Melissa Smith, WEX
Over five years as CEO of WEX, Melissa Smith has led the international corporate payments company through several quarters of growth through organic expansion and acquisitions. One of her signature moves is the artful use of partnerships to extend WEX’s payments technology in the fuel card, health care and travel sectors.
“To accommodate the fast-paced nature of the payments industry, larger companies are shifting to a model with greater emphasis on partnership or co-investment,” Smith said.
The latest examples include GasBuddy, which helps drivers find the nearest, lowest-priced gas; OnDeck, which provides funding to small businesses to gain quick access to new services; and a global partnership with Chevron.
In many cases, partnerships can help a company gain market advantages with less direct risk, she suggested.
“Businesses that have historically been competitors are finding ways of collaborating, which is inspiring,” said Smith, who moved up the ranks over 21 years at WEX, from the planning department to controller, CFO and president before becoming the top executive.
Smith, one of PaymentsSource's Most Influential Women in Payments for 2019, is known for her bold visions and a willingness to break the mold. Fresh in her role as CEO in 2014, Smith seamlessly balanced a new role as a first-time mother, setting a solid precedent for company whose executive team is 50 percent women.
At WEX, Smith said women have an equal opportunity to succeed, and she wants to see that spread across the payments industry.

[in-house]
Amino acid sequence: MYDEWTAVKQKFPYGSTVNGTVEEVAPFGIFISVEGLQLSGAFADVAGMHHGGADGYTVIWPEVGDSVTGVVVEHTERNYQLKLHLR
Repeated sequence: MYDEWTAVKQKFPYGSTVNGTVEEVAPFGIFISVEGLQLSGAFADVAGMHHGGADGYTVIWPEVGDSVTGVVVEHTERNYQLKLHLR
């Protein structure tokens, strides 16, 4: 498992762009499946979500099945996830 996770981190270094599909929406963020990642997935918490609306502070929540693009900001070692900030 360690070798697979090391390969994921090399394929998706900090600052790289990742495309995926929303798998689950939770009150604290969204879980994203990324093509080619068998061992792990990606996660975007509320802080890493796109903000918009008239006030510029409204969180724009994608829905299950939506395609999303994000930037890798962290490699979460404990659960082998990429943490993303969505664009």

“Without a significant number of women in a fintech department, your staff will be operating in an echo chamber with limited innovative thinking. Companies need to build a workplace community for women and create an environment of active mentorship, so women can feel empowered to share their ideas and have a voice at the fintech table,” Smith said.
The unique skills and problem-solving abilities of women are increasingly coming into play in the payments industry, as technology forces rapid changes on traditional models, Smith said.
“Women are agile and have the ability to see big-picture, complex situations clearly. A good manager will be able to leverage the strengths of both women and men in their fintech departments to deliver fresh ideas,” she said.
Reflecting on recent developments, Smith sees positives from the tailwinds of #MeToo, with the largest number of women elected into politics in 2018 in any U.S. cycle.
“We are on the verge of significant change in the way women experience their professional lives. To think that the next generation of women, our daughters, could really show up to work and be treated from day one as equal, is moving from a dream to a place of reality,” Smith said.
Smith gets inspiration from other payments industry executives that think creatively, including Dan Schulman, PayPal’s CEO.
“PayPal has done a tremendous job at keeping up with the fast-moving pace of payments through strategic acquisitions such as buying Venmo’s parent Braintree in 2015,” said Smith, noting she also admired how PayPal advanced $25 million to fund federal workers’ payrolls during the recent government shutdown.
Companies where all workers feel a sense of community, flexibility and intellectual challenge are magnets for talent, Smith said. “Employees want to feel like they’re part of something.”